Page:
Every MAMI I diligently make it a point to watch all the Indian films being screened during the festival. Most of the good international films are available for download by the time MAMI is held (having travelled major international film festivals already) and it makes more sense to watch regional Indian films, mostly debuts of young hard working film makers, whose films, unfortunately, do not see the light of day due to the lack of distributors and financiers. So, yes, while people get into long queues to catch Boyhood, you will find my watching a Malayali film with just 5-6 people in the theatre for company.
Every year, one film shines the brightest for me. Last year, it was Devashish Makhija’s Oonga, an absolutely delightful cinematic experience. Anyone who has known me for more than a day, will have heard me gushing about that film. Unfortunately, Oonga will never be released. These independent films do not find interest, money or publicity even if they have well-known indie actors in their cast. Oonga holds a special place in my heart and the film maker – an engaging and extremely talented storyteller – is a dear friend today.
This year, the standout film for me is Nirbashito (Banished) by Churni Ganguly. I sat for the film’s premiere this evening, not expecting to be blown away two hours later. Sitting right next to film maker-artist mother-daughter duo, Lalita and Kalpana Lajmi and listening to them chatter about renowned film veterans, I watched a demure Churni Ganguly walk down the aisle and take a seat in the row right in front of me. I have watched all of Churni’s performances as an actor – mostly in Kaushik Ganguly’s films – and I must add that I am not a fan of hers. I have always felt that she lacks variety as an actor and often falls into the rut of set mannerisms. Therefore, while I did not know what to expect from her film, I was definitely curious to see what she had made.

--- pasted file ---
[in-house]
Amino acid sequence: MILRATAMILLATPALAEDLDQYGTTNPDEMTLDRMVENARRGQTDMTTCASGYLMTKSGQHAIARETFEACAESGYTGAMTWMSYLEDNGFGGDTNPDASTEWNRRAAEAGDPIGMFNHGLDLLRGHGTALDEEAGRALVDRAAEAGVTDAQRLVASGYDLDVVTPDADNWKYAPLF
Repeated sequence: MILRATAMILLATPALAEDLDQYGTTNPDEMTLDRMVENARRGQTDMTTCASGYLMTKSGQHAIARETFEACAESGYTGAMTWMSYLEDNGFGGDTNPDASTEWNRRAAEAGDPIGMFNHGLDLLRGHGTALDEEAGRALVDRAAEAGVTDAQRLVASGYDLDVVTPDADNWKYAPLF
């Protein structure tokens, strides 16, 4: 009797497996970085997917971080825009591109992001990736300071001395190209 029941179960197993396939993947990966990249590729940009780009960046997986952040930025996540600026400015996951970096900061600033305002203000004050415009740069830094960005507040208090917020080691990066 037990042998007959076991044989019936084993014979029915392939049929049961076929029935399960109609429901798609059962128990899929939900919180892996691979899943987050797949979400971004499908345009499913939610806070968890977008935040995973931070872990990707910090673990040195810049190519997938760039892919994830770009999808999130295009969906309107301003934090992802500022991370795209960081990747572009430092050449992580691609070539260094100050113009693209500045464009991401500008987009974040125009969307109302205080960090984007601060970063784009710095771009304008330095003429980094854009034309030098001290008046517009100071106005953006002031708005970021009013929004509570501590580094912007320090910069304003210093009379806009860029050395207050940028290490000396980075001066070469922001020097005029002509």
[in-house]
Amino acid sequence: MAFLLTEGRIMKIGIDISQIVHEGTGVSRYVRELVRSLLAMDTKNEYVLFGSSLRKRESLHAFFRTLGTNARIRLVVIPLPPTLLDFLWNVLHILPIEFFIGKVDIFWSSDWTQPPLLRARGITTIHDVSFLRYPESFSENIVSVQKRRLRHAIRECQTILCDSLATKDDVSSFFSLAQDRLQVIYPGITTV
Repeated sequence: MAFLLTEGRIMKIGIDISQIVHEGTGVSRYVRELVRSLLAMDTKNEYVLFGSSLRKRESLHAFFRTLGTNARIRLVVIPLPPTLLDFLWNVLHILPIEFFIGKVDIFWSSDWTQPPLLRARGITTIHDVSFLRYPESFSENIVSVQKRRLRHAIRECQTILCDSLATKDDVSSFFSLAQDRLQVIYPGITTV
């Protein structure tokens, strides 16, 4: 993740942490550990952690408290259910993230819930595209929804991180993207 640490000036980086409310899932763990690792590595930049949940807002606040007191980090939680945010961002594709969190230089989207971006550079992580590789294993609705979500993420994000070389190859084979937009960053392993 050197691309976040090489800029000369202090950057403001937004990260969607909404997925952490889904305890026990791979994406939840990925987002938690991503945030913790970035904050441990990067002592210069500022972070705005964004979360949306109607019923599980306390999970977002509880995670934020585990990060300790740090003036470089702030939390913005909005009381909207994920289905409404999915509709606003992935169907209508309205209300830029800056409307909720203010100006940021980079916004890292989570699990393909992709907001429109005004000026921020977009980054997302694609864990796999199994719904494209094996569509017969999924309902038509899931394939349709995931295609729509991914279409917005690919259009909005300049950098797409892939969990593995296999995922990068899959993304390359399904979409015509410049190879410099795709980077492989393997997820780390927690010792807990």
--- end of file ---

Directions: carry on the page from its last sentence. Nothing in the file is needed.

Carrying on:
Nirbashito tells the story of a poetess unceremoniously deported from her country for angering religious extremists with her writings. She pines for her country, friends and family in a far off land, living amongst people who speak an alien language and grapple to understand her angst. Most importantly, her only companion, a Persian cat, is all alone at home. The idiosyncrasies surrounding the cat and how everyone – from the Police Commissioner to the Embassies – try to pack the cat, aptly named Baaghini or Tigress, off to her owner forms the metaphor for a feisty woman’s indomitable spirit in a society that finds it easier to cower than stand by its beliefs. The poetess’s name is never mentioned in the film. The film is dedicated to MF Husain. Salman Rushdie’s Midnight’s Children is used in a shot to make a pivotal point. So, who is this poetess on whom the film is based? Her books have been banned, she has been abused and maligned for years, every time you utter her name, an uncomfortable silence descends…It has been 20 years since she was forced to leave her own country. Who is this poetess?
The film is based on true events from the lives of Taslima Nasreen and her cat, Minu.